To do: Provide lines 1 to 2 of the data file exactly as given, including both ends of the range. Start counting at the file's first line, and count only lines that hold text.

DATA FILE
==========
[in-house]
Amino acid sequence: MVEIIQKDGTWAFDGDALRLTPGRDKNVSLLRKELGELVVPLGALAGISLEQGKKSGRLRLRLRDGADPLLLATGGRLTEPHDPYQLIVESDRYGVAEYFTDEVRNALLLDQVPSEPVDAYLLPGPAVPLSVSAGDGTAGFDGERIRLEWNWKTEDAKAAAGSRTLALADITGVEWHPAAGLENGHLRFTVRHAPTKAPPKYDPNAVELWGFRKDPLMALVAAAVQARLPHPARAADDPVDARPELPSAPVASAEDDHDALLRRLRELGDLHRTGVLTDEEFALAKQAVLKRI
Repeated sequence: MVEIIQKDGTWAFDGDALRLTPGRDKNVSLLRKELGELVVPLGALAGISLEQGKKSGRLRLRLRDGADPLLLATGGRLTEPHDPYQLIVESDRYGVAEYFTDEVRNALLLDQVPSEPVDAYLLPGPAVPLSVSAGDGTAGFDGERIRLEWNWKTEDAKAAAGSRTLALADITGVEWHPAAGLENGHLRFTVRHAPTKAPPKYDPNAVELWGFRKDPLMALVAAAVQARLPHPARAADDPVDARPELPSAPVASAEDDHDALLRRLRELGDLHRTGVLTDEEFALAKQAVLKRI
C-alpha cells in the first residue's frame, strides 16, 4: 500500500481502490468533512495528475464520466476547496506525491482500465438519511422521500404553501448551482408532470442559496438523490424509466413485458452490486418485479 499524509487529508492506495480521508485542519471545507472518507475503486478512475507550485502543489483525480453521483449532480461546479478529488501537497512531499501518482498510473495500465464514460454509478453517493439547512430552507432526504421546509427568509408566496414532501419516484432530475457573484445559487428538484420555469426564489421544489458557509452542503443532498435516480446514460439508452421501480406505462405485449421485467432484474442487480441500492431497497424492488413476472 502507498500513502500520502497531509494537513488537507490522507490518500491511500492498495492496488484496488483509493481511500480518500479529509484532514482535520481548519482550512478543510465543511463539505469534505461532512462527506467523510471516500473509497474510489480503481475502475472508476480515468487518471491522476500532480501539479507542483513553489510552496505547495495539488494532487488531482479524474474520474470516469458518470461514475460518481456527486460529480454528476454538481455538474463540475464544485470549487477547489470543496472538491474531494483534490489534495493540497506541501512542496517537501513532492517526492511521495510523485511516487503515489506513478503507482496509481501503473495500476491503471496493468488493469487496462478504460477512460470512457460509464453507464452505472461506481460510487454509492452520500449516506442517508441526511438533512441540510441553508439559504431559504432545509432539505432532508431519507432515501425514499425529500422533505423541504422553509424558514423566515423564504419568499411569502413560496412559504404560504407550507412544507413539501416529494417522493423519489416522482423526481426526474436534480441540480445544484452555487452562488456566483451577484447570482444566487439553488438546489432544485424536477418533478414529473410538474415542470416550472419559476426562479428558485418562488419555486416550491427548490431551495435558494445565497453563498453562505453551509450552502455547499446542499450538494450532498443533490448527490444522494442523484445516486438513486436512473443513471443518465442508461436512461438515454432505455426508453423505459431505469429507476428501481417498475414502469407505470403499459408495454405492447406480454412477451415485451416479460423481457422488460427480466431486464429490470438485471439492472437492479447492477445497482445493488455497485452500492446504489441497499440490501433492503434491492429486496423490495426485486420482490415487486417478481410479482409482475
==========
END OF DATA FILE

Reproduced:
[in-house]
Amino acid sequence: MVEIIQKDGTWAFDGDALRLTPGRDKNVSLLRKELGELVVPLGALAGISLEQGKKSGRLRLRLRDGADPLLLATGGRLTEPHDPYQLIVESDRYGVAEYFTDEVRNALLLDQVPSEPVDAYLLPGPAVPLSVSAGDGTAGFDGERIRLEWNWKTEDAKAAAGSRTLALADITGVEWHPAAGLENGHLRFTVRHAPTKAPPKYDPNAVELWGFRKDPLMALVAAAVQARLPHPARAADDPVDARPELPSAPVASAEDDHDALLRRLRELGDLHRTGVLTDEEFALAKQAVLKRI